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Robert Baittie Creates Happiness from a Parkinson's Diagnosis

Robert Baittie Creates Happiness from a Parkinson's Diagnosis

Robert Baittie, a man living with PD who is also a participant in the Parkinson's Progression Markers Initiative, blogger and author, was recently profiled in Make It Better magazine. An excerpt is below:

It’s impossible to sit across the table from Robert Baittie and not feel hopeful. He radiates a positivity that’s contagious. His is not a shallow perkiness, but rather the deep comfort and calm of a truly content person.

A sunny disposition is easy to maintain when things are good, but a truer measure of character is keeping the right attitude when circumstances change. For Baittie, that change came a little over two years ago when he was diagnosed with Parkinson’s disease at age 52.

Yet as the married father of three sips his tea, he says that he feels physically, emotionally and mentally healthier than he ever has. “The only fact in this situation is that that I have Parkinson’s,” he says. “All the rest—the specific symptoms and their progression—are yet to be determined. I choose not to focus my energy on what might happen. I feel that attitude is helping keep my symptoms at bay.” He believes that we can change the course of disease, and of our lives, by the way we choose to experience the things that happen to us.

Baittie’s experience with Parkinson’s has reinforced his long-held conviction that everything happens for a reason. He explains this view and the gifts that he feels the disease has given him in his recently-released book, “Tremors in the Universe: A Personal Journey of Discovery with Parkinson’s Disease and Spirituality.”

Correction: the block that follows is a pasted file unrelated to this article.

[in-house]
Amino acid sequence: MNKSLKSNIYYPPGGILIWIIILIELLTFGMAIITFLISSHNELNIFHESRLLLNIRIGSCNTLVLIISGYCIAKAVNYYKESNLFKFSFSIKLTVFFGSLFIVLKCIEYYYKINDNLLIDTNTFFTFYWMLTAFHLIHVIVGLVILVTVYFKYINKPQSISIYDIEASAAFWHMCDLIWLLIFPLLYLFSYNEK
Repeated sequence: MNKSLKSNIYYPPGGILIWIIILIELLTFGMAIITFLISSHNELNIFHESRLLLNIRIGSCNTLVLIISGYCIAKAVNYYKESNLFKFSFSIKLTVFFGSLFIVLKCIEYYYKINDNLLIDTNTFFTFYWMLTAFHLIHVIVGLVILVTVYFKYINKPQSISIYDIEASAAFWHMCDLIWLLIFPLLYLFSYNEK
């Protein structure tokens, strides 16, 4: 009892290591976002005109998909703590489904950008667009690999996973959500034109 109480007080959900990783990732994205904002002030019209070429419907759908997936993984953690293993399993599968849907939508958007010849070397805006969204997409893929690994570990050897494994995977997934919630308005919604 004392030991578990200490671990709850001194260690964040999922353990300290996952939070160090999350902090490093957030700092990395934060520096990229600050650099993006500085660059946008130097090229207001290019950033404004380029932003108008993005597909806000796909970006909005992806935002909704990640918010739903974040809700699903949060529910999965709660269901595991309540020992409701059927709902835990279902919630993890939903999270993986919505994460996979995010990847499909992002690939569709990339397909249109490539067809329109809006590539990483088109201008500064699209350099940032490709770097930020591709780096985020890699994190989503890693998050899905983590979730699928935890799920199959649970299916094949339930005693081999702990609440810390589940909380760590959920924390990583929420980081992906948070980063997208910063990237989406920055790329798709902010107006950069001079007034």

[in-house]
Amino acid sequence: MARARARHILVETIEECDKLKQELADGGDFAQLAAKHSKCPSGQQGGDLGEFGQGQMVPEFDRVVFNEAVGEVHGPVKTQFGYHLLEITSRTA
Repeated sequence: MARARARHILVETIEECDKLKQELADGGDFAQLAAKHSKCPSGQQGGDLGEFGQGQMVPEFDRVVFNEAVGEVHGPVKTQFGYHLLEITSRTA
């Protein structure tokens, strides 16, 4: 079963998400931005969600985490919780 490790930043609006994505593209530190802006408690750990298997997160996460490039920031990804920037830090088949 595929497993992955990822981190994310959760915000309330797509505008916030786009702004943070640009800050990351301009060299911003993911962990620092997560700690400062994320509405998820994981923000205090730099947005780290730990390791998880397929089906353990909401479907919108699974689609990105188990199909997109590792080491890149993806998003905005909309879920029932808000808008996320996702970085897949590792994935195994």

What started as a blog intended to help him process his own feelings about his diagnosis bloomed into an active community and then a book. But it is not a book about Parkinson’s disease. Rather, it’s about learning to live a happier life—a message meant for all of us.

Though his book is out, Baittie’s story isn’t over. He still actively posts on his blog, ending each post with the same three words: “More to come.” He acknowledges that, without a cure, his disease currently has no end in sight. But he chooses to use the sentiment as a personal rallying cry and reminder that he’s not giving up.

Robert encourages his readers to get involved in clinical trials. Learn more about Robert and ways to get involved here.

To find PD clinical trials near you, visit

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